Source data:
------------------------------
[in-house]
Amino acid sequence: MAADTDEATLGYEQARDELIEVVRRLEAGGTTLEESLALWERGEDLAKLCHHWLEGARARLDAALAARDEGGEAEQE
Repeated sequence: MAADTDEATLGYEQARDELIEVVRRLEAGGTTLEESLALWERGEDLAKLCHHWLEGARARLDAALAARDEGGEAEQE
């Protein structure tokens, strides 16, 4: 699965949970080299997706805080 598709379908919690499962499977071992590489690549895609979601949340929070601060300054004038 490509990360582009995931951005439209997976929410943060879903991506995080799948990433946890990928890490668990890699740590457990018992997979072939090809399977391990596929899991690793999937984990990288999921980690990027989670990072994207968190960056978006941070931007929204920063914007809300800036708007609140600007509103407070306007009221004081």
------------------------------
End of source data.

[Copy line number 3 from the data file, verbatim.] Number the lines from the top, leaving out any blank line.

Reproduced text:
Repeated sequence: MAADTDEATLGYEQARDELIEVVRRLEAGGTTLEESLALWERGEDLAKLCHHWLEGARARLDAALAARDEGGEAEQE